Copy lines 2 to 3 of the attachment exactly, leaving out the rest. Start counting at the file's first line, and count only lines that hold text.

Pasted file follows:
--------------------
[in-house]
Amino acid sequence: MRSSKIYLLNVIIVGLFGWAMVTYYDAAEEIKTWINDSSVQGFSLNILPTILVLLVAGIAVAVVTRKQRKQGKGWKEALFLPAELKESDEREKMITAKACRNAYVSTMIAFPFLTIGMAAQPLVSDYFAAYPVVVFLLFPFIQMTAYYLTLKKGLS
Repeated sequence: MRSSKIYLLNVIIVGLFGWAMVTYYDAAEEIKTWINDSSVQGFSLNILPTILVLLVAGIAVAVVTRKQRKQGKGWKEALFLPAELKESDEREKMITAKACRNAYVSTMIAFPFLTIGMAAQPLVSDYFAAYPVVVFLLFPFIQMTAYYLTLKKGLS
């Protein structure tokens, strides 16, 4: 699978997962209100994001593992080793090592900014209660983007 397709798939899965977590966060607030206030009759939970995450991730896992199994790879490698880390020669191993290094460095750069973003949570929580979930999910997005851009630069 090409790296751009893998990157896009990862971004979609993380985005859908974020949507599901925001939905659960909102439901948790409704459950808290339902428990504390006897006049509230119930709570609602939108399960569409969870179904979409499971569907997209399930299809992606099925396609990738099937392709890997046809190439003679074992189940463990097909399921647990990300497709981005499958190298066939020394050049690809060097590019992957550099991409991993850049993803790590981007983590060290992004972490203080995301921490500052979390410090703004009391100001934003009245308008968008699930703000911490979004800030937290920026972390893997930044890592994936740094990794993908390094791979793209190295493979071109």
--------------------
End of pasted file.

Amino acid sequence: MRSSKIYLLNVIIVGLFGWAMVTYYDAAEEIKTWINDSSVQGFSLNILPTILVLLVAGIAVAVVTRKQRKQGKGWKEALFLPAELKESDEREKMITAKACRNAYVSTMIAFPFLTIGMAAQPLVSDYFAAYPVVVFLLFPFIQMTAYYLTLKKGLS
Repeated sequence: MRSSKIYLLNVIIVGLFGWAMVTYYDAAEEIKTWINDSSVQGFSLNILPTILVLLVAGIAVAVVTRKQRKQGKGWKEALFLPAELKESDEREKMITAKACRNAYVSTMIAFPFLTIGMAAQPLVSDYFAAYPVVVFLLFPFIQMTAYYLTLKKGLS